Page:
Progressive tax payments shown above are those for 1946, for a married man with two dependent children. The rates shown for the other two concepts would have produced the same total revenue as was collected in 1946. (Though the figures would be different for 1963, the relationships and principles would not have changed.)
Some hold that large incomes have got to represent exploitation of others or luck, simply because they are large, and that tax confiscation is a just punishment. This overlooks:
- No one gets a money income in our society unless it is voluntarily paid him by the community at its own appraisal of the service he or his property renders in exchange. The community is quits with the individual at that point. The argument is weird which holds that he whose industry provides the community with 100 pairs of shoes, for example, should be punished as compared with him who provides but 10 pairs.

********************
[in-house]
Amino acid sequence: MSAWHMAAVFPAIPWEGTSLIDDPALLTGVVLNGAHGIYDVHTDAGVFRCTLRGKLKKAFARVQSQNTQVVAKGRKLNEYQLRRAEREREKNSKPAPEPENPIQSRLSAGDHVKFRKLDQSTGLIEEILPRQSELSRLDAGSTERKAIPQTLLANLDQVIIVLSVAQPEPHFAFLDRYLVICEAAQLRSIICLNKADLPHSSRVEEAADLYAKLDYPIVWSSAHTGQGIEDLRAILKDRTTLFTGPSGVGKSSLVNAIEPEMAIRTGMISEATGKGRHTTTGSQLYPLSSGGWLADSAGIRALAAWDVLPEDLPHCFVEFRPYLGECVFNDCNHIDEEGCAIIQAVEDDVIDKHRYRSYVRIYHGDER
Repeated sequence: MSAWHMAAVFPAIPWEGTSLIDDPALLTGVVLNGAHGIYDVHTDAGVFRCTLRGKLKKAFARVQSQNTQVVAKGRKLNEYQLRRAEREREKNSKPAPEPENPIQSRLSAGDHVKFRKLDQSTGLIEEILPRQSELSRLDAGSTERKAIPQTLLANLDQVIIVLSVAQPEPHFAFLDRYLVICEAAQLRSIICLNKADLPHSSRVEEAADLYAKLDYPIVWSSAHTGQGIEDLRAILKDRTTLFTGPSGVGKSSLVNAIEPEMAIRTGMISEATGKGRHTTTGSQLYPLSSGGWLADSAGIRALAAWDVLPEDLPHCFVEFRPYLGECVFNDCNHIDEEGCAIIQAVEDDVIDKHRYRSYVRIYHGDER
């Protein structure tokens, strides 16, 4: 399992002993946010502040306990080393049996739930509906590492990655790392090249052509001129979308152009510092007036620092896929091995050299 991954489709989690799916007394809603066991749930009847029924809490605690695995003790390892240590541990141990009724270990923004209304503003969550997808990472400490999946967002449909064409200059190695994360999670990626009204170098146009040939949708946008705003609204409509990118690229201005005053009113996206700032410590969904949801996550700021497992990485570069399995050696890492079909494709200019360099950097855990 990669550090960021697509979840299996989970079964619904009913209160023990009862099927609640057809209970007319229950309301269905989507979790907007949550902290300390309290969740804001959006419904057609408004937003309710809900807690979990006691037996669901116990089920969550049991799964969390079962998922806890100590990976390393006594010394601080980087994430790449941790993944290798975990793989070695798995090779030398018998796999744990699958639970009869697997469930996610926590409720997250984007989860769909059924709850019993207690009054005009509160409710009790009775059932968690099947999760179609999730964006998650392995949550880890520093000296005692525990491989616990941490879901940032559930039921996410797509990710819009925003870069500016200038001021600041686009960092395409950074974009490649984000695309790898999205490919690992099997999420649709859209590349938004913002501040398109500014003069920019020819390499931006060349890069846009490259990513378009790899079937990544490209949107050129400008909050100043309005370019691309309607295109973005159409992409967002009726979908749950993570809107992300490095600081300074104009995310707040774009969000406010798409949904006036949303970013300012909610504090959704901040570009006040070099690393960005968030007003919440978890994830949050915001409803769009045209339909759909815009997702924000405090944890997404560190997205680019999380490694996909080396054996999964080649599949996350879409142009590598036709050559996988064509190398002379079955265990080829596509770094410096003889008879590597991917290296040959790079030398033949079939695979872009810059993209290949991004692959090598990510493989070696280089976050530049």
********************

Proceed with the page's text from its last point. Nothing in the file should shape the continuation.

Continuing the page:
- No one constrains competitors through monopoly except with the support of government. Monopoly income should be corrected by withdrawing the support rather than by taxation to include also non-monopolistic income.
- The thought that it is just to deprive people by taxation of “unjust” income is a travesty on justice. Were income unjustly secured, justice would require its return to those from whom it was received. To loot the “looter” through taxation is to engage in “highjacking,” not justice.
Care of the Poor